By Nicola Stefan and Marcelo Marzouka
From the first day of being away from home, one starts yearning and thinking how to keep the connection alive with one’s origins and sense of belonging, beyond the place, but within one’s self. Diaspora communities strive between integrating into their new countries of residence and keeping their connection to their places of origin alive. For this reason, everyone in the diaspora has a story: a story of reaching out to relatives and long-lost families, stories of returns and of giving back.
In Chile resides the largest community of Palestinians outside the Arab world – this being probably the most iconic phrase about Palestinians in Chile. But this community is also one of the oldest, traced back to the late 1800s.
Our work, over the past years, to strengthen the relations between Palestine and its diaspora, through business and investment, has changed our perspective regarding the level of connections that have already been established between them. We had been oblivious to the thousands of stories that took place and continue to take place daily: of diaspora youth going back, seeing their ancestors’ homes for the first time, and meeting family members they did not even know existed; but also stories of those who never stopped writing and calling their relatives, of those who always go back to check on their families, of those who keep sending aid and contributing what they can. Palestinians in Chile, even up to five generations, have found ways to connect and to keep the bridges alive, despite all barriers: of language and distance, of culture, and of course of discrimination and apartheid.
But among all those beautiful stories, we also find stories of disappointment, rejection, and closed doors; stories of people who extended their arms and found no one to embrace; of those who knocked on doors that remained locked; and of many who aided and contributed, but found that all their giving was lost. With the passing of time, generation after generation, those negative stories also traveled among the diaspora. Their impact was mainly on those who were farther from home and lacked the means to connect, which led some of them to develop fear of rejection, lack of faith, and mistrust. The connection to home started to seem farther away, but was never lost.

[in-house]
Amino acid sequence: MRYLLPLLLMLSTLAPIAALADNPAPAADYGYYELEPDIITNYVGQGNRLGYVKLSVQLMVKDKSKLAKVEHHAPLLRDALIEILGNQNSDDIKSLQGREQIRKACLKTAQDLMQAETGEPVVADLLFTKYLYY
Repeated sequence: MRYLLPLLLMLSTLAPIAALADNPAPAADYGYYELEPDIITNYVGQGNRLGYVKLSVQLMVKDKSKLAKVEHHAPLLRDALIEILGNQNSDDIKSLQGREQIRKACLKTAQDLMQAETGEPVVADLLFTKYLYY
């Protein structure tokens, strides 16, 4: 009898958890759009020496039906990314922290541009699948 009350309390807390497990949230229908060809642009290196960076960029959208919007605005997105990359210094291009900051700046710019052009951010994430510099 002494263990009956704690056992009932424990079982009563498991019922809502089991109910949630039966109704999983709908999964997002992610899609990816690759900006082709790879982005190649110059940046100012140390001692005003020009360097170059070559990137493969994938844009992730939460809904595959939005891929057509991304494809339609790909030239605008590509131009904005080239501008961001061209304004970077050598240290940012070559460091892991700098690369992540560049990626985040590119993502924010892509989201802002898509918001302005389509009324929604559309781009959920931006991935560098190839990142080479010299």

The first Palestinians who, along with Syrians and Lebanese, arrived in the Americas, from the late nineteenth century until the middle of the twentieth century, initially suffered the rejection of their host societies, as a result of the global spread of Orientalism. Nonetheless, by the mid-1950s, their participation in commerce and industry, mainly textiles, was well-known in the Chilean society and market. Many families jumped from there to the banking sector and, some decades later, to retail. Today, although some derogative expressions are still heard, Palestinians in Chile are mostly thought of in positive terms as hard workers, family-oriented people, and welcoming hosts.
Thus, Chilean-Palestinians worked over the years, by every means available to them, to send aid and to support localities, and educational and health causes. The results of these contributions can be easily seen in Palestine, as new requests, ideas, and projects constantly reach the Palestinian community in Chile through different channels, and expectations on them continue to grow.
We can easily understand why the Palestinian diaspora in Chile has always focused on reconnecting and giving back. The Palestinian diaspora yearns, we dare say, more than any other diaspora in the world. Unfortunately, only a handful of the diaspora can actually connect and get a chance to give back, due to the long distance from Chile to Palestine, the burden of cost and travel, the restrictions on arrival, and the lost language and connection to Palestine after up to five generations.